February 19, 2007

Second Gene Discovered for Form of Brittle Bone Disease

A highly magnified photograph of porous bone matrix Normal bone is a dense, strong matrix. National Osteoporosis Foundation

Hot on the heels of the discovery of a gene involved in a previously unexplained form of osteogenesis imperfecta (OI), researchers have found another genetic defect involved in the bone-weakening disorder.

OI is an uncommon disorder that occurs in one out of 15,000 to 20,000 births. About 85% of all cases are caused by dominant mutations in the two genes for type I collagen, an important building block for bone. These mutations are called "dominant" because inheriting just one copy of the mutated gene will cause the disorder. Scientists long suspected that other causes of the disease existed, however, because about 15% of people affected with the disorder didn't have mutations in their collagen genes.

Last year, Dr. Joan Marini of NIH's National Institute of Child Health and Human Development (NICHD) and her colleagues reported that a defect in the gene for cartilage-associated protein (CRTAP) can cause a lethal form of OI. CRTAP is one of the proteins that modify newly made collagen into its final form before it is secreted from cells to become part of the structure of bone. The form of OI linked to CRTAP is recessive, meaning that one copy of the mutated gene will not cause the disorder; only people who carry two copies are affected.

In the February 4, 2007, online edition of Nature Genetics, Marini and her colleagues described their study of five children with unexplained causes for their OI. Of the five, three had a lethal form of OI; the other two had a nonfatal form with severely abnormal bone development. Dr. Marini and her team found that the children all had defects in the gene coding for a protein called prolyl 3-hydroxylase 1 (P3H1). P3H1 is part of the same complex of proteins as CRTAP. The proteins produced by the two genes normally work together to modify collagen.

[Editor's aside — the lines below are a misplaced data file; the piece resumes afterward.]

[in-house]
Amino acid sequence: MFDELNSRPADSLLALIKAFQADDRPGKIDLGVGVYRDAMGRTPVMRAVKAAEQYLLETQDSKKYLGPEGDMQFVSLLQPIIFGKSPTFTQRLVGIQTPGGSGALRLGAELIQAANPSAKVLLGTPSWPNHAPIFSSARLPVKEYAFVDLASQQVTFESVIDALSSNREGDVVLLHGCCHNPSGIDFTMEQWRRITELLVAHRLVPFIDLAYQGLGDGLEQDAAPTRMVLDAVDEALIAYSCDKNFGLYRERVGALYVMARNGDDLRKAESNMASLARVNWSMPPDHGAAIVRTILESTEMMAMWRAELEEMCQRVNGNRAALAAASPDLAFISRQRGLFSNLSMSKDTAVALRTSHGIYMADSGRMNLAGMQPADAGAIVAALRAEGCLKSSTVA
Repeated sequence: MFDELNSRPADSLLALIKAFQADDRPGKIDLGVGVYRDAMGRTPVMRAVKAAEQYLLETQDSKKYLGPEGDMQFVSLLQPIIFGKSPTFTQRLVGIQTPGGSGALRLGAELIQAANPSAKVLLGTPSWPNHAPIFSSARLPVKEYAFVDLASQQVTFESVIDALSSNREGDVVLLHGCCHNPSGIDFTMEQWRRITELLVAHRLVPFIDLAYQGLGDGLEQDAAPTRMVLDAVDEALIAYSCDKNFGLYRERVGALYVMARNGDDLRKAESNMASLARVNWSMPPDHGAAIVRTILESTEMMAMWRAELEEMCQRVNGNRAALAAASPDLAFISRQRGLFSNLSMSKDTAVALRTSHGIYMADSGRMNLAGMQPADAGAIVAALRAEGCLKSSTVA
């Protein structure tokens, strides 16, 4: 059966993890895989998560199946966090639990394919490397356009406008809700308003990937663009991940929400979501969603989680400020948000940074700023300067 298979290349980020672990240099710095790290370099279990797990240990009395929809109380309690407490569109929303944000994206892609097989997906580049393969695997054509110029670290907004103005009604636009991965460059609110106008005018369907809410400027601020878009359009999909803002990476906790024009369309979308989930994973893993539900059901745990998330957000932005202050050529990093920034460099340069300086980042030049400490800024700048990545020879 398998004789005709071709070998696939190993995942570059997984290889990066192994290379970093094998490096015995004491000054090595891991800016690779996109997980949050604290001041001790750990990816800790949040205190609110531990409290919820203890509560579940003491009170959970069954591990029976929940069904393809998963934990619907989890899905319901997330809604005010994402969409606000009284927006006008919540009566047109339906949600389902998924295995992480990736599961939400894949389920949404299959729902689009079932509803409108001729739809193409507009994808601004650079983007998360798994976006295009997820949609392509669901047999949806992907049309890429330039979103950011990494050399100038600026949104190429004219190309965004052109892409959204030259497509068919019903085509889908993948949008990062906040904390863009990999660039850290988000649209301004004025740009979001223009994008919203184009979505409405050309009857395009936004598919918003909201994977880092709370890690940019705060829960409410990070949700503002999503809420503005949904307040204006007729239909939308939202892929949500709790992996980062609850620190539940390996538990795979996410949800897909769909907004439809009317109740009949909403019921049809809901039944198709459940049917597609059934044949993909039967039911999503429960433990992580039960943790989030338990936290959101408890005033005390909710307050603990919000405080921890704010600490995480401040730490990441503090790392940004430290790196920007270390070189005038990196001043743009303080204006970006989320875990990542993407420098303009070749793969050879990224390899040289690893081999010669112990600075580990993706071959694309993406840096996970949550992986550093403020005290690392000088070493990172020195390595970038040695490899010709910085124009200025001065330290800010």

Defects in CRTAP and P3H1 together appear to account for most cases of recessive OI. The infants and children described in Marini's studies have two defective copies of either CRTAP or P3H1 so that almost no protein is produced, resulting in defective bone formation. Patients who have a loss of function of either CRTAP or P3H1 will develop severe OI, but such mutations in P3H1 aren't always fatal, as they are in people without a functioning gene for CRTAP.

“This discovery has completely changed the ability to diagnose babies with lethal and severe osteogenesis imperfecta,” Marini said. Her lab has already performed a genetic test confirming that a child's unknown disease was recessive OI.

Although there is no treatment for OI, this finding could help the families of people with the disorder and their doctors to understand the risk of conceiving children with OI. Medical professionals interested in referring patients to NIH to be tested for OI types can consult NICHD's OI program web site at http://www.oiprogram.nichd.nih.gov/.

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